In a recent interview he gave to Bloomberg, world's leading commodities guru, Jim Rogers has spelled trouble for Russia. He has predicted that given the serious problems, "...there are chances that Russia will disintegrate into more than one country. When empires have disintegrated throughout history, the reverberations have gone on for a long-long time. Certainly there are good investments in Russia if you are on the ground, but not for me!"
Rogers further said, "What they (the Russian authorities) are doing wrong is they are trying to prop up their banks, which is bad economics and bad morality as well. They are supposed to take the assets from the incompetent and give it to the competent and you start over from a stronger base. But Russians are making mistakes like the Americans and anybody else is making."
The Wall Street Journal reports that "Indians are flocking to jewellery shops to sell old jewellery in the middle of a busy wedding season." This is given the highs the yellow metal has touched. Gold, in the spot markets in India, is currently trading at Rs 14,770 per 10 grams. The newspaper has quoted the president of the Bombay Bullion Association, Mr. Suresh Hundia as saying, "About 90% of people are only coming to us to sell old jewelry. So far in the month of February, there have been no imports of gold due to the record high prices."
Traders are now expecting gold to cross the Rs 16,000 per 10 gram mark over the next two months as economic concerns are expected to persist, and further deepen.
Gold has, in fact, seen a sharp run over the past couple of months given that governments around the world are busy printing currency notes to tide over the liquidity crisis and fund financial institutions strapped for cash. At this time, we are reminded of a comment made by Bill Bonner of the leading daily financial newsletter The Daily Reckoning - "Over long periods, gold makes no gains at all. It is only valuable when other gains are fraudulent...when there is a crash...or inflation. That is why it is so valuable now. We face all of those things. But over the long run, gold does nothing and goes nowhere. That makes it a bad investment usually and a good investment occasionally."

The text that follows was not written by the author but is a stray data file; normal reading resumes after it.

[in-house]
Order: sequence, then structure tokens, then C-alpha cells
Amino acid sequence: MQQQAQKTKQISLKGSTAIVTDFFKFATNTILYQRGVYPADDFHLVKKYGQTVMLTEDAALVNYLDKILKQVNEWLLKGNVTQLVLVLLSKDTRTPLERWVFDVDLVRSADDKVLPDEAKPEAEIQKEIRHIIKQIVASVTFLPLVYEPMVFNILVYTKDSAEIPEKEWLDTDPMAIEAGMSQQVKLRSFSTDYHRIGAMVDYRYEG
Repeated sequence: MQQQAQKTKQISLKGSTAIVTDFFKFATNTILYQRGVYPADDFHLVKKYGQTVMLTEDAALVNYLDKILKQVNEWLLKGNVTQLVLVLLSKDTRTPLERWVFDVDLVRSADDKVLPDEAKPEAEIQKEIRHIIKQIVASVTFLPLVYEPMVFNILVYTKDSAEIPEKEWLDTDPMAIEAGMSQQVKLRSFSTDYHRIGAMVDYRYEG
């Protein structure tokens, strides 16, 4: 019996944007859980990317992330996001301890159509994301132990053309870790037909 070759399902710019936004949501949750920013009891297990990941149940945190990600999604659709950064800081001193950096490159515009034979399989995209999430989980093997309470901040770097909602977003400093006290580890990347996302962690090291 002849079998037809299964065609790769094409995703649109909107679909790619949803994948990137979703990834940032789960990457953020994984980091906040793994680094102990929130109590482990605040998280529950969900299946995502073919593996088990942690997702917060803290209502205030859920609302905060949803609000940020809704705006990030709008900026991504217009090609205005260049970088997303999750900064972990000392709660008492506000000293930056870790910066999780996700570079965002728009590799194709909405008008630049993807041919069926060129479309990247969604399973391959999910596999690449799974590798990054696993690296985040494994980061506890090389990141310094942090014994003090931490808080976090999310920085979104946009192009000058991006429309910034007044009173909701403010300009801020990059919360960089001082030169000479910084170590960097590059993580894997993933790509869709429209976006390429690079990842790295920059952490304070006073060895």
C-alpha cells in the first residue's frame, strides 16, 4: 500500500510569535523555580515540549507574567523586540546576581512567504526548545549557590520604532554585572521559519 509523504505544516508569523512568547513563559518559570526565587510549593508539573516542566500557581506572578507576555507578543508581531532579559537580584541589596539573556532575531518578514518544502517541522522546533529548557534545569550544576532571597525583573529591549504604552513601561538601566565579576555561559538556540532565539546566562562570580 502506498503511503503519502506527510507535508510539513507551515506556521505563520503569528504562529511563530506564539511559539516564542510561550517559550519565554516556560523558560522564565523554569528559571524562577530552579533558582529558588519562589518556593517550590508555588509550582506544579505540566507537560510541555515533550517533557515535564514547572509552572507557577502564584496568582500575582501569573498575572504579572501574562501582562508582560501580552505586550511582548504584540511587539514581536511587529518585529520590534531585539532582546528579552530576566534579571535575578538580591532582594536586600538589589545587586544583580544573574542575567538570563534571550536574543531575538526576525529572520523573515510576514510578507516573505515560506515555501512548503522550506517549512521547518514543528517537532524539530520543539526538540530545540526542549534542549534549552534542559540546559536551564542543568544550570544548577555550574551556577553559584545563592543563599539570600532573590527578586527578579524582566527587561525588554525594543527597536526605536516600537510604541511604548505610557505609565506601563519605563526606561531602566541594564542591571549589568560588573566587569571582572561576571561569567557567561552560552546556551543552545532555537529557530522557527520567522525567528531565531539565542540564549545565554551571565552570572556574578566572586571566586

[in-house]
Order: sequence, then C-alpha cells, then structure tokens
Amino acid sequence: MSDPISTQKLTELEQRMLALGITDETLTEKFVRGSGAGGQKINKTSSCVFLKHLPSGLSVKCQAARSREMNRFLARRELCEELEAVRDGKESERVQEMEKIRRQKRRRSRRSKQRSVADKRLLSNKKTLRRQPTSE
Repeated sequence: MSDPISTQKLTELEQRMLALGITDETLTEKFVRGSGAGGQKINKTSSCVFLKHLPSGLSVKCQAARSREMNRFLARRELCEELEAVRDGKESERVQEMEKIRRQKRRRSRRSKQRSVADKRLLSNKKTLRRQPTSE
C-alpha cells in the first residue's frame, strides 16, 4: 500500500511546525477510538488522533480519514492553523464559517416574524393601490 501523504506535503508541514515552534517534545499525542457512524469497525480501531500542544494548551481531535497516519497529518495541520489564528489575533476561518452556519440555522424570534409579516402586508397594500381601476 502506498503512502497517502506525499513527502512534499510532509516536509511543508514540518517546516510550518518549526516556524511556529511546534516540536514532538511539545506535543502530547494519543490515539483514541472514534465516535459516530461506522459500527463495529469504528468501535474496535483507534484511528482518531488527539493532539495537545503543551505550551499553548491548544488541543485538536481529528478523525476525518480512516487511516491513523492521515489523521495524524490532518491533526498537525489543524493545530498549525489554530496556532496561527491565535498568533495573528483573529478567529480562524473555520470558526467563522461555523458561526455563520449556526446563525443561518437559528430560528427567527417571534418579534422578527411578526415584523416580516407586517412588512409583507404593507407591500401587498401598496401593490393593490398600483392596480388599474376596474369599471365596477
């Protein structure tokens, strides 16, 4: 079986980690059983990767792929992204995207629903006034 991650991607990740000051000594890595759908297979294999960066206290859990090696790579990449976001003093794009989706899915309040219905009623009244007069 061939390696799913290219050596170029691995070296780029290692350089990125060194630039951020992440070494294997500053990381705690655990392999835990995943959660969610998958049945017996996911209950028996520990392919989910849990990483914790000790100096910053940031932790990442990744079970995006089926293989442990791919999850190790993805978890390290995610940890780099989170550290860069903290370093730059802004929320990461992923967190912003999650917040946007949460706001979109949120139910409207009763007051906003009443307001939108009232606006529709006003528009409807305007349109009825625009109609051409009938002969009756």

The Sun seems to be fast setting in the 'land of the rising Sun', or so it seems. As reported in The New York Times, Japan is facing its worst economic crisis since 1974. The country has been hit hard by shrinking exports and slowdown in domestic consumption spending by the country's ageing population.
As reported, Japan's real gross domestic product (GDP) has shrunk at an annual rate of 12.7% during the October to December 2008 quarter. This was the third straight quarter of contraction in the country's GDP, and dwarfs the decline witnessed in the US and Europe. An economist quoted by the report, said, "At one time, it looked like Japan escaped the brunt of the financial crisis. Now we see Japan's most damaged because it's so dependent on trade, which is stalling. This shows how feeble Japan's economic fundamentals were in the first place."
Hours before the Congress in the US finally passed the US$ 789 bn stimulus package, Barack Obama had a caveat for the citizens of America - the recovery of US economy would take years, and not months. His message was clear, there's going to be no instant coffee.
The Wall Street Journal terms Obama's fear mongering as 'the real catastrophe'. While talking about the instances when Obama compared today's economy as the worst since the Great Depression, the WSJ writes - "This fear mongering may be good politics, but it is bad history and bad economics. It is bad history because our current economic woes don't come close to those of the 1930s. At worst, a comparison to the 1981-82 recession might be appropriate."
Here we hope the WSJ to be more right than the most powerful man on earth. Anyways, the newspaper has a suggestion for Obama - "Fear mongering can trigger a political stampede to embrace a recovery package that delivers a lot less than it promises. A more cool-headed assessment of the economy's woes might produce better policies."
"If you have good stocks and you really know them, you'll make money if you're patient over three years or more" - David Dreman